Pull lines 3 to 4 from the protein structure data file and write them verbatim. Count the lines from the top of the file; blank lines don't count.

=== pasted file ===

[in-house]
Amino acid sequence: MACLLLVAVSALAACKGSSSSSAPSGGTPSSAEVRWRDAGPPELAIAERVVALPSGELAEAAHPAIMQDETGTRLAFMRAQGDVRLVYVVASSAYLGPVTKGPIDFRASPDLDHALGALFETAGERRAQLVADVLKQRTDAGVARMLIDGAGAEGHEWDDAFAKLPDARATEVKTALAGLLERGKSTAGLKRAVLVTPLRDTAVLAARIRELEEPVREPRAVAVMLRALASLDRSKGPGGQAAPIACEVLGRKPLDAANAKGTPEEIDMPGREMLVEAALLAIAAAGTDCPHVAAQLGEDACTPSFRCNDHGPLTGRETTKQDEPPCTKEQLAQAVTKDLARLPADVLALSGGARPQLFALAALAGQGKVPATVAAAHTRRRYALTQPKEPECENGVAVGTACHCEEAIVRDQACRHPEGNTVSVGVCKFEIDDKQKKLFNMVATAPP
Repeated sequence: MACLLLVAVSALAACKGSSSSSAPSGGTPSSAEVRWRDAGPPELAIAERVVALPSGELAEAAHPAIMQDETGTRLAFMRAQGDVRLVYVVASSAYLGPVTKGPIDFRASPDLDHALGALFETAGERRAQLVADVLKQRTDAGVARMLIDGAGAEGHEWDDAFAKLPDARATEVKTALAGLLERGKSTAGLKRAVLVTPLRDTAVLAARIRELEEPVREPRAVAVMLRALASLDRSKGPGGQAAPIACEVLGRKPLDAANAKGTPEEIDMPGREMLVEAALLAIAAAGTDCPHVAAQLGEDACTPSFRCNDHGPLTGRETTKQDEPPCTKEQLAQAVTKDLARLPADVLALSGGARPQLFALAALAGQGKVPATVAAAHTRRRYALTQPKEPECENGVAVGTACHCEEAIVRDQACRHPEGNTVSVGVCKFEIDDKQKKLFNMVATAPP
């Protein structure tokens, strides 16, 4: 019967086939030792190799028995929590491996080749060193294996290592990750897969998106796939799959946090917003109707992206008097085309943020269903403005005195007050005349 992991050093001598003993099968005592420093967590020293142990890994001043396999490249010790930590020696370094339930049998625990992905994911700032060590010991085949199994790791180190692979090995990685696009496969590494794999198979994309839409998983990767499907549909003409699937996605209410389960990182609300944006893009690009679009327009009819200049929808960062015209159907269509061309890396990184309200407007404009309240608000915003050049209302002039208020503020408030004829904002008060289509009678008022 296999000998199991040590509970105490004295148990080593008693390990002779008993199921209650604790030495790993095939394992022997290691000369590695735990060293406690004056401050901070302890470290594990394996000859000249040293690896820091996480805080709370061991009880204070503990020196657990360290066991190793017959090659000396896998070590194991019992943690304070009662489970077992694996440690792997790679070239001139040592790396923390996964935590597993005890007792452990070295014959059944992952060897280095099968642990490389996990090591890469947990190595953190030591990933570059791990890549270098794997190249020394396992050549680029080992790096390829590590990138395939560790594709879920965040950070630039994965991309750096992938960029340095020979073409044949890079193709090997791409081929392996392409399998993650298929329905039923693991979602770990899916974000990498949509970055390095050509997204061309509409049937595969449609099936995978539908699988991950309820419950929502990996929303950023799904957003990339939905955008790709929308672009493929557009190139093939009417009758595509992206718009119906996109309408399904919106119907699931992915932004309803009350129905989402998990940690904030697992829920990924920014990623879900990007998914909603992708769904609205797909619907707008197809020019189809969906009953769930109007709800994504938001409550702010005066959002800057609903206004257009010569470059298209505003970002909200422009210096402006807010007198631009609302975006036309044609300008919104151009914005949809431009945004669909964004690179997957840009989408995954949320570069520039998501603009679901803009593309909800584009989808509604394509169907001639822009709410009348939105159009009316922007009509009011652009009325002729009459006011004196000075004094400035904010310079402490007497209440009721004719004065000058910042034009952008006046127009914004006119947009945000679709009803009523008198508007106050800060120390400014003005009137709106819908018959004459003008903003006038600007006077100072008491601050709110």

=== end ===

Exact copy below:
Repeated sequence: MACLLLVAVSALAACKGSSSSSAPSGGTPSSAEVRWRDAGPPELAIAERVVALPSGELAEAAHPAIMQDETGTRLAFMRAQGDVRLVYVVASSAYLGPVTKGPIDFRASPDLDHALGALFETAGERRAQLVADVLKQRTDAGVARMLIDGAGAEGHEWDDAFAKLPDARATEVKTALAGLLERGKSTAGLKRAVLVTPLRDTAVLAARIRELEEPVREPRAVAVMLRALASLDRSKGPGGQAAPIACEVLGRKPLDAANAKGTPEEIDMPGREMLVEAALLAIAAAGTDCPHVAAQLGEDACTPSFRCNDHGPLTGRETTKQDEPPCTKEQLAQAVTKDLARLPADVLALSGGARPQLFALAALAGQGKVPATVAAAHTRRRYALTQPKEPECENGVAVGTACHCEEAIVRDQACRHPEGNTVSVGVCKFEIDDKQKKLFNMVATAPP
């Protein structure tokens, strides 16, 4: 019967086939030792190799028995929590491996080749060193294996290592990750897969998106796939799959946090917003109707992206008097085309943020269903403005005195007050005349 992991050093001598003993099968005592420093967590020293142990890994001043396999490249010790930590020696370094339930049998625990992905994911700032060590010991085949199994790791180190692979090995990685696009496969590494794999198979994309839409998983990767499907549909003409699937996605209410389960990182609300944006893009690009679009327009009819200049929808960062015209159907269509061309890396990184309200407007404009309240608000915003050049209302002039208020503020408030004829904002008060289509009678008022 296999000998199991040590509970105490004295148990080593008693390990002779008993199921209650604790030495790993095939394992022997290691000369590695735990060293406690004056401050901070302890470290594990394996000859000249040293690896820091996480805080709370061991009880204070503990020196657990360290066991190793017959090659000396896998070590194991019992943690304070009662489970077992694996440690792997790679070239001139040592790396923390996964935590597993005890007792452990070295014959059944992952060897280095099968642990490389996990090591890469947990190595953190030591990933570059791990890549270098794997190249020394396992050549680029080992790096390829590590990138395939560790594709879920965040950070630039994965991309750096992938960029340095020979073409044949890079193709090997791409081929392996392409399998993650298929329905039923693991979602770990899916974000990498949509970055390095050509997204061309509409049937595969449609099936995978539908699988991950309820419950929502990996929303950023799904957003990339939905955008790709929308672009493929557009190139093939009417009758595509992206718009119906996109309408399904919106119907699931992915932004309803009350129905989402998990940690904030697992829920990924920014990623879900990007998914909603992708769904609205797909619907707008197809020019189809969906009953769930109007709800994504938001409550702010005066959002800057609903206004257009010569470059298209505003970002909200422009210096402006807010007198631009609302975006036309044609300008919104151009914005949809431009945004669909964004690179997957840009989408995954949320570069520039998501603009679901803009593309909800584009989808509604394509169907001639822009709410009348939105159009009316922007009509009011652009009325002729009459006011004196000075004094400035904010310079402490007497209440009721004719004065000058910042034009952008006046127009914004006119947009945000679709009803009523008198508007106050800060120390400014003005009137709106819908018959004459003008903003006038600007006077100072008491601050709110």